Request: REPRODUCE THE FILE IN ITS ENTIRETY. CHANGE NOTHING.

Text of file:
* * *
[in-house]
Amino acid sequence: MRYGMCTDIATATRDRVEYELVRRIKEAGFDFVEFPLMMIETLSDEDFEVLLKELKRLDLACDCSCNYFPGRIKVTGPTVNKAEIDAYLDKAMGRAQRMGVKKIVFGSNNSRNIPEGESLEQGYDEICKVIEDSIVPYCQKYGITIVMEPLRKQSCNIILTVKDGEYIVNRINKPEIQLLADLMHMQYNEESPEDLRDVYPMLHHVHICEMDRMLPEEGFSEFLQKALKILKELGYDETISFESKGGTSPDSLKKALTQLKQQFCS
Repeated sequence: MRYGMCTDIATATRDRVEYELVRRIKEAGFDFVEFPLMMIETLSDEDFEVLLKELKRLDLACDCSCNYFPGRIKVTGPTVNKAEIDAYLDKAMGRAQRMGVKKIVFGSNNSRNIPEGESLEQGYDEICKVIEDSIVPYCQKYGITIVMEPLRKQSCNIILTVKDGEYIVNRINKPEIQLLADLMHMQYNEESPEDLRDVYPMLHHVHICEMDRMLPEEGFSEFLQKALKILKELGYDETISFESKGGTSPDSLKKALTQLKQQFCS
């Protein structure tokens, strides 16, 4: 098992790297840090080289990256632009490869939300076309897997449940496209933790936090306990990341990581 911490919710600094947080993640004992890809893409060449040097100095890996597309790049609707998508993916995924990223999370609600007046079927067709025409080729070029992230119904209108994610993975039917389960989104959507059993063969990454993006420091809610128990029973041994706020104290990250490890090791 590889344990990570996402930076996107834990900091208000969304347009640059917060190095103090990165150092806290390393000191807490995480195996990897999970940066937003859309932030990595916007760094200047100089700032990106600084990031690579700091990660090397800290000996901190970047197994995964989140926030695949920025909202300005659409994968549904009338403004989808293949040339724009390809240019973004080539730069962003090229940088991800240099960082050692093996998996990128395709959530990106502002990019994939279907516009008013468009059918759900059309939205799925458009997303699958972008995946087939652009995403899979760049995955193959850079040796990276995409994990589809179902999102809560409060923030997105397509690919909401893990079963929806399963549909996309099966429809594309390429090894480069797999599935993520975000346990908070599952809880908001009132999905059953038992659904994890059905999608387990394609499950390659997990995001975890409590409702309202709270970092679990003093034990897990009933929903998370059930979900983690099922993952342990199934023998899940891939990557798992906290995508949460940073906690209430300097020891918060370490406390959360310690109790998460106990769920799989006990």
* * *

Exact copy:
[in-house]
Amino acid sequence: MRYGMCTDIATATRDRVEYELVRRIKEAGFDFVEFPLMMIETLSDEDFEVLLKELKRLDLACDCSCNYFPGRIKVTGPTVNKAEIDAYLDKAMGRAQRMGVKKIVFGSNNSRNIPEGESLEQGYDEICKVIEDSIVPYCQKYGITIVMEPLRKQSCNIILTVKDGEYIVNRINKPEIQLLADLMHMQYNEESPEDLRDVYPMLHHVHICEMDRMLPEEGFSEFLQKALKILKELGYDETISFESKGGTSPDSLKKALTQLKQQFCS
Repeated sequence: MRYGMCTDIATATRDRVEYELVRRIKEAGFDFVEFPLMMIETLSDEDFEVLLKELKRLDLACDCSCNYFPGRIKVTGPTVNKAEIDAYLDKAMGRAQRMGVKKIVFGSNNSRNIPEGESLEQGYDEICKVIEDSIVPYCQKYGITIVMEPLRKQSCNIILTVKDGEYIVNRINKPEIQLLADLMHMQYNEESPEDLRDVYPMLHHVHICEMDRMLPEEGFSEFLQKALKILKELGYDETISFESKGGTSPDSLKKALTQLKQQFCS
């Protein structure tokens, strides 16, 4: 098992790297840090080289990256632009490869939300076309897997449940496209933790936090306990990341990581 911490919710600094947080993640004992890809893409060449040097100095890996597309790049609707998508993916995924990223999370609600007046079927067709025409080729070029992230119904209108994610993975039917389960989104959507059993063969990454993006420091809610128990029973041994706020104290990250490890090791 590889344990990570996402930076996107834990900091208000969304347009640059917060190095103090990165150092806290390393000191807490995480195996990897999970940066937003859309932030990595916007760094200047100089700032990106600084990031690579700091990660090397800290000996901190970047197994995964989140926030695949920025909202300005659409994968549904009338403004989808293949040339724009390809240019973004080539730069962003090229940088991800240099960082050692093996998996990128395709959530990106502002990019994939279907516009008013468009059918759900059309939205799925458009997303699958972008995946087939652009995403899979760049995955193959850079040796990276995409994990589809179902999102809560409060923030997105397509690919909401893990079963929806399963549909996309099966429809594309390429090894480069797999599935993520975000346990908070599952809880908001009132999905059953038992659904994890059905999608387990394609499950390659997990995001975890409590409702309202709270970092679990003093034990897990009933929903998370059930979900983690099922993952342990199934023998899940891939990557798992906290995508949460940073906690209430300097020891918060370490406390959360310690109790998460106990769920799989006990």